Having just watched, I don't remember why, someone who is apparently not Jamie Oliver make Tarte Tatin, I stared at three pears waiting to rot in the fridge, and had a mad idea. I think, in retrospect, I was more enamored with the madness than the idea itself (not that there is such a thing): make Tarte Tatin with these pears, but use honey for the caramel (there's no sugar in the house). If this is "madness" my life must be terribly mundane. It became apparent when I started peeling the pears that every recipe I had read used enough fruit to fill the pan completely, sometimes layering more on top. Julia Child's pan, the extreme case, is brimming over. So it would be a scant tart.
For a recipe I followed the "filling" part from smitten kitchen's, and (roughly) Helen Rennie's extremely explicit pastry technique. Except I halved smitten kitchen's recipe, because I was only using half the amount of fruit, I used ~1/3 cup honey instead of 1/2 cup sugar, and for the crust whole wheat pastry flour, which is not as heavy as whole wheat flour, but does taste like something and has some texture.
The problem, I think, with using honey is that it caramelizes more quickly than sugar. So while smitten kitchen's recipe called for cooking the caramel with fruit for ten minutes on high heat, after five minutes I was afraid I had ruined the whole mess, and then I only cooked it for another minute or two after flipping the pear halves over. And even then, I think it came out just a little too burnt.
But despite being maybe a little too caramelized, and not terribly pretty, it was still delicious. I made enough dough for another, maybe next time I'll try apples--more than three, even.
What follows is the untested recipe I would follow if I were to make this again.
Pastry (for two tarts) 13.5 oz (~3 cups) whole wheat pastry flour 2 1/2 sticks butter 1 tsp salt 2 tsp sugar 1 cup ice water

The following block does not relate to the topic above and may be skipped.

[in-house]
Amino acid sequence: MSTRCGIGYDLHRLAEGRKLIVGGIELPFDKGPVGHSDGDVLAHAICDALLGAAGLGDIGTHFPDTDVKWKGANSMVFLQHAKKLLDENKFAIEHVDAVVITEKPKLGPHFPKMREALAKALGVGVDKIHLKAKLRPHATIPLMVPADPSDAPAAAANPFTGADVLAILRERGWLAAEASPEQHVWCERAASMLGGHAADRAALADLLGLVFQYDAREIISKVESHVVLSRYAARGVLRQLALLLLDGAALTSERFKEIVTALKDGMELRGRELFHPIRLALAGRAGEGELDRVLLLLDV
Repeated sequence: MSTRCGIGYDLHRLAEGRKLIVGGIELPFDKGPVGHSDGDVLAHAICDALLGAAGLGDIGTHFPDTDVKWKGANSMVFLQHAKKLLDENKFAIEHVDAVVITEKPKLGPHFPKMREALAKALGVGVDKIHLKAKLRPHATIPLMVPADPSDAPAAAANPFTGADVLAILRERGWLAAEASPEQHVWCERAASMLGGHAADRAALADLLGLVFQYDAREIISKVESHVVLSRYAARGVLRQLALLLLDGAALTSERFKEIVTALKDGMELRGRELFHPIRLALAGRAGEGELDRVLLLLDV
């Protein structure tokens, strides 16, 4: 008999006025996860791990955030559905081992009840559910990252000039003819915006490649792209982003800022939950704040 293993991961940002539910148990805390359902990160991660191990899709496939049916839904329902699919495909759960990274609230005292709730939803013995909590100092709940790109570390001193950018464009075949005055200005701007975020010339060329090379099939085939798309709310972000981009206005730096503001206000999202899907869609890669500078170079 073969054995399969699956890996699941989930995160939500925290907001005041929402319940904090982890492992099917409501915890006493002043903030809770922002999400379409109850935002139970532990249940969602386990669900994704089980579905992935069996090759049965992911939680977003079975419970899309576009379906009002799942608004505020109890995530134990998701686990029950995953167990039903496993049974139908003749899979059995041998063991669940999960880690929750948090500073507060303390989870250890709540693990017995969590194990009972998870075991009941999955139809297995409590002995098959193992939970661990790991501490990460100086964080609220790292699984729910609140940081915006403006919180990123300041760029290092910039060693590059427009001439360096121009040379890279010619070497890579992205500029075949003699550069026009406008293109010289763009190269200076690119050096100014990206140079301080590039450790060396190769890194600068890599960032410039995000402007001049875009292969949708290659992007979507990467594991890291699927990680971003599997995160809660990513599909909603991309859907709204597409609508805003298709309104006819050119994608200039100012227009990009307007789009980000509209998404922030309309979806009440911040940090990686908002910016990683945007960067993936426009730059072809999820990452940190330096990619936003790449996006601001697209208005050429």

With a postage scale, weigh a medium bowl, and then subtract this weight to weigh 13.5 oz flour in it. Set this aside, and put the sugar and salt on top of it. Cut the (cold) butter into lengthwise quarters and then many chunks (~1cm square). Scatter these on a plate and put in the freezer for ten minutes. Move the flour with salt and sugar to a food processor. Put in the butter chunks. Pulse repeatedly until the butter is cut into pea-size or smaller pieces. While pulsing every second or two, slowly pour 1/2 cup ice-cold water. Pick up some dough with your hand and squeeze it. If it holds together easily, not falling apart after you stop squeezing, it's enough water. If it falls apart, add more water in small increments until it does hold together. Dump half of the not-yet-formed dough mixture out onto a flat, clean surface, scrape it together into one mass (despite the paranoia of heat that accompanies pastry dough, I think your hands are fine as a scraping instrument), and squeeze into a ball. Do the same with the other half of the unformed dough mixture. Seal with plastic (a bag, or plastic wrap) and refrigerate.
Fruit 6 pears 3/4 cup honey 1 stick butter
Preheat oven to 375 F. Peel, halve, and core pears. Splash a little lemon juice on top of them. Melt butter on low heat in a large saucepan that can be put into the oven (no plastic parts). Remove from heat, and stir in honey with a whisk. Arrange pears facing down (they will be flipped). Cut pear halves into pear quarters to fill in gaps. While it's cooking, roll out pastry dough into something that will more than cover the top of the pan. Cook on high heat for 3 or 4 minutes. Flip pears. Cook for another 2 minutes. Roll the flat dough onto a rolling pin or other cylindrical object, to make transferring it onto the pan easier. Lay it on top of the pan. Push the edges into the sides of the pan, where possible between the pears and the sides of the pan. Bake in the oven for about 30 minutes. When the crust is just barely browned, take it out. Let it cool for 30 minutes. Unstick the edges of the crust from the sides of the pan with a knife. Place a plate (significantly larger than the pan if possible) on top of the pan. Using pot holders on both hands holding the pan and the plate together, quickly flip them over so that the tart falls onto the plate.